Hogs Haven Memorial Day Classic: S Brig Owens, 12 Years of Service

USA TODAY Sports

Since Memorial Day is all about honoring veterans, Hogshaven.com will be honoring players that spent AT LEAST 10 years on the Washington Redskins.


Pre-Redskins:

Brigman "Brig" Owens was born in Linden, Texas on February 16, 1943. He grew up in California, where, at age 11, a former boxing champion and World War 2 marine (thank you veterans) by the name of Pete Liapis, caught him trying to steal bicycles in front of the Fullerton Boys Club. Pete sat Owens down and told him he had two choices; Owens could either focus his energy on sports or be sent to juvenile hall (Anyone else wish a former marine scared you into a successful NFL career?). Owens, of course, selected sports, excelling in football, basketball and baseball. Football ended up taking him to the University of Cincinnati, where he became an All-American quarterback leading Cincinnati to 2 straight Missouri Valley Championships. Owens, after reflecting on his college career, said his greatest accomplishment happened off the field. He met his wife, Patricia, after standing in a registration line for over three hours just to talk to her. Owens was drafted in the 7th round, 89th overall by the Dallas Cowboys in the 1965 NFL Draft. The Cowboys converted him to safety, and he spent his rookie year on their practice squad. The following year, in 1966, the Dallas Cowboys traded S Brig Owens, OG Jake Kupp, and OL Mitch Johnson to the Washington Redskins for DB Jim Steffen and a draft pick.


Redskins:

Career Stats

Games


INTs


Yds


TDs


Lng


FR


Yards


TDs


158

36

686

3

68

10

143

2

Even though tackles, sacks, and passes defended weren't recorded in his era, looking at the numbers above, you can easily tell that Brig Owens made a huge impact on the franchise. Owens became a starting safety for the Redskins in his 1st season with the team. During his career, he became a defensive captain and one of the leaders on the defense. Not only was he a leader on the field, but off the field, he was an NFLPA player representative for the Redskins for 7 years. He played a significant role on the Redskins 1972 Super Bowl team, a game they eventually lost, but Owens had a key interception of Bob Griese in the end zone to prevent them from putting points on the board. His best individual performance came in a 1966 regular season game against the New York Giants, where he scored 2 defensive touchdowns. A 62 yard interception returned for a touchdown and a 62 yard fumble returned for a touchdown. Washington won that game 72-41. To this day, that is still the highest scoring game in NFL history. If you ask Owens himself, he looks fondly on those moments, but his favorite moment as a Redskin was eliminating the Dallas Cowboys from the 1972 NFL playoffs in the NFC Championship game. He said being traded from the Cowboys was the "best thing that ever happened to me." After 12 years with the Redskins, Owens retired after the 1977 season, with 36 career interceptions (2nd all-time in Redskins history), 686 interception return yards (1st all-time in Redskins history), 10 fumble recoveries, and 5 total touchdowns. He was voted to both the 80 Greatest Redskins and the Redskins Ring of Fame.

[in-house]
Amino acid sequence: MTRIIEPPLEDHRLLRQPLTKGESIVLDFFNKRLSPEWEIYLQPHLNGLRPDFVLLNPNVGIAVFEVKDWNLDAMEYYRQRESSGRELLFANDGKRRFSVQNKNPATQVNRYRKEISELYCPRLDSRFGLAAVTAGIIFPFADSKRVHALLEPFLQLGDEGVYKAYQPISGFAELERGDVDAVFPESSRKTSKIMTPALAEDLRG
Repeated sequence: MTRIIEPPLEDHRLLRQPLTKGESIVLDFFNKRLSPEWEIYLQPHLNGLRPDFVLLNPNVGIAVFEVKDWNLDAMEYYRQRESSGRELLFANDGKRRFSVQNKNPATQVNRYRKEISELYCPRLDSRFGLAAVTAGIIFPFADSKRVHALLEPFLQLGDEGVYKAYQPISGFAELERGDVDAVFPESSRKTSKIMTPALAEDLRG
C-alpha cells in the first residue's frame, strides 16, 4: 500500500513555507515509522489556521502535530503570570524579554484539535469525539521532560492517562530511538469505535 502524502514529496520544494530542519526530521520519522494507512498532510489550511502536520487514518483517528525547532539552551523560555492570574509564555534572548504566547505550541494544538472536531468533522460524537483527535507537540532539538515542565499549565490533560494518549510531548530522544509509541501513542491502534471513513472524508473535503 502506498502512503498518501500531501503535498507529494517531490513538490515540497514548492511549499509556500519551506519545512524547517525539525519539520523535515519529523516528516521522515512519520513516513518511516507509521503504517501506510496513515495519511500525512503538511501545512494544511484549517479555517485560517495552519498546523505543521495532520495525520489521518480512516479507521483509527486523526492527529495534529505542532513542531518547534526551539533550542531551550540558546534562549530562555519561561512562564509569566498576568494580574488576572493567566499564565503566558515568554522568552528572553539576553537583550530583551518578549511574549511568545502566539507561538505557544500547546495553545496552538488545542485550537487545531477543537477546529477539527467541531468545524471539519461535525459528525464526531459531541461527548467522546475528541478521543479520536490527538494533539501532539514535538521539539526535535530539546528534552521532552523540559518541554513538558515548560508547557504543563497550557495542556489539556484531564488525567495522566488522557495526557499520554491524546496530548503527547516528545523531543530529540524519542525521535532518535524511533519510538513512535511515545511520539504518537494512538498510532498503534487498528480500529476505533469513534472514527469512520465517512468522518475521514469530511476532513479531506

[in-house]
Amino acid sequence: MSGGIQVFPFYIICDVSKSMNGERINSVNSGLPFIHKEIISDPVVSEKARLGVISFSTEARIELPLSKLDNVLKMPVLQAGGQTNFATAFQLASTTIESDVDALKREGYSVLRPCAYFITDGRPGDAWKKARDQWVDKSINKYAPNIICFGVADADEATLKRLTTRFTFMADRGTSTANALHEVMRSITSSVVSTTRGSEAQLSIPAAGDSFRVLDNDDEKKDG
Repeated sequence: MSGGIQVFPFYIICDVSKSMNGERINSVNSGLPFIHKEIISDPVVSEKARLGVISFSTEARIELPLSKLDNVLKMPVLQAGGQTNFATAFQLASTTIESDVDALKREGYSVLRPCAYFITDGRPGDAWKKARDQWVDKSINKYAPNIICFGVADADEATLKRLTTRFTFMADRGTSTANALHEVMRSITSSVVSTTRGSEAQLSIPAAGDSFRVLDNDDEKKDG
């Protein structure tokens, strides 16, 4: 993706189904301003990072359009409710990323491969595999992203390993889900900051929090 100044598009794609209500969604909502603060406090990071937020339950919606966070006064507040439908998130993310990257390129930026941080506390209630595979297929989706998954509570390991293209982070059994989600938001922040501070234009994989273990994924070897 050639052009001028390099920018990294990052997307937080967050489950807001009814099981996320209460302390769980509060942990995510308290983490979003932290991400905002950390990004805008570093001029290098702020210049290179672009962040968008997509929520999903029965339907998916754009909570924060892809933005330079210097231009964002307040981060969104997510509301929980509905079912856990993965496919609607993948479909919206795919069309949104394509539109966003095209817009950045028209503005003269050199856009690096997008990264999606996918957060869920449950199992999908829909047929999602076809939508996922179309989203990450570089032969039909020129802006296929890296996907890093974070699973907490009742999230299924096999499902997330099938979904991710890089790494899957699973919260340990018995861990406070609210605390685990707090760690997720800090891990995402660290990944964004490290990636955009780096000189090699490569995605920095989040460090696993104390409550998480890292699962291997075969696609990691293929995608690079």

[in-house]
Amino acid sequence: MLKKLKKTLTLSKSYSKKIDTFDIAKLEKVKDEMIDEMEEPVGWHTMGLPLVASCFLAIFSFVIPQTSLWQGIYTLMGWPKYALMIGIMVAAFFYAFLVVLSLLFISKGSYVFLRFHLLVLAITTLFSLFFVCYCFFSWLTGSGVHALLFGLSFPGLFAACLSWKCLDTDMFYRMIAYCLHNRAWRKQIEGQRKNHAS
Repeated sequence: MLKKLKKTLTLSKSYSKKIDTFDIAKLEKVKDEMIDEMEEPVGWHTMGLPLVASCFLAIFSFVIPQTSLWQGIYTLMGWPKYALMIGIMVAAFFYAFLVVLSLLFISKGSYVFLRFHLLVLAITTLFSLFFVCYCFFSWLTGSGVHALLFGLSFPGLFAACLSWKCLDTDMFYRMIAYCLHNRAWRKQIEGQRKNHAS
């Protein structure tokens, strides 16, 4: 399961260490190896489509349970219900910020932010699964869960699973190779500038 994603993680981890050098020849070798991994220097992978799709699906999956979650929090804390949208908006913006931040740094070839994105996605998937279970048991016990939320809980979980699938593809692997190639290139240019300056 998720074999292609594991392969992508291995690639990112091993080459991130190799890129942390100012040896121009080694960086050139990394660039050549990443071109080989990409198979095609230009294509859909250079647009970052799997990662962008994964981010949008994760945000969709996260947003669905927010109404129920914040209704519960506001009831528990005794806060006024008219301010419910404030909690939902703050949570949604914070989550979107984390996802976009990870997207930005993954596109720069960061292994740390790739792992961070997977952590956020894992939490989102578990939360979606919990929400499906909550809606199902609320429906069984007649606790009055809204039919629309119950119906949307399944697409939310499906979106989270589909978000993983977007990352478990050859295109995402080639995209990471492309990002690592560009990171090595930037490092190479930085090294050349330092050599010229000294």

Post-Redskins:

After retirement, Owens attended Antioch School of Law (now called David A. Clarke School of Law at University of District of Columbia), and received his law degree from Potomac Law School. By 1979, he was working as an assistant executive director and associate counsel for the NFLPA (as you recall, he represented the Redskins for 7 years for the NFLPA during his career) until 1984. He was part of the negotiating team that developed a new Collective Bargaining Agreement with the NFL at the time. In 1985, he opened his own business called Bennett & Owens, a commercial real estate development company that also represented professional athletes. Also in 1985, Owens founded a non-profit program called "Super Leaders" with former NFLPA executive director, Gene Upshaw. The program was designed to provide high school and middle school students with positive leadership skills. With 98% of participants graduating high school, and 75% going to college, over 24,000 students have been helped by the "Super Leaders" program. He also created the "Pro Athletes Youth Foundation and Community Service Department," which was chosen by the Department of Education as a top exemplary program in the nation after raising more than $10 million for youth development across 10 cities. In 1990, Bennett & Owens sponsored 65 6th grade students for the "I Have a Dream" program. The program guaranteed payment of student's college education if they graduated high school. Over half of those 65, graduated college. Also in 1990, Owens was 1 of 6 selected to receive the NCAA Silver Anniversary Award for his commitment to community and country. In 2008, Brig Owens received an Honorary Doctorate in Humane Letters at the University of Cincinnati which is the highest award given by the school. He still lives in Virginia with his wife of over 45 years, Patricia. They have two grown daughters and two grandchildren.

Salute:

On this Memorial Day weekend, we salute YOU, Brig Owens, for your tremendous contributions to your community, to your country and to the Washington Redskins.

Vi-14_20brig_20owens_20interception_medium

via www.redskinshistorian.com


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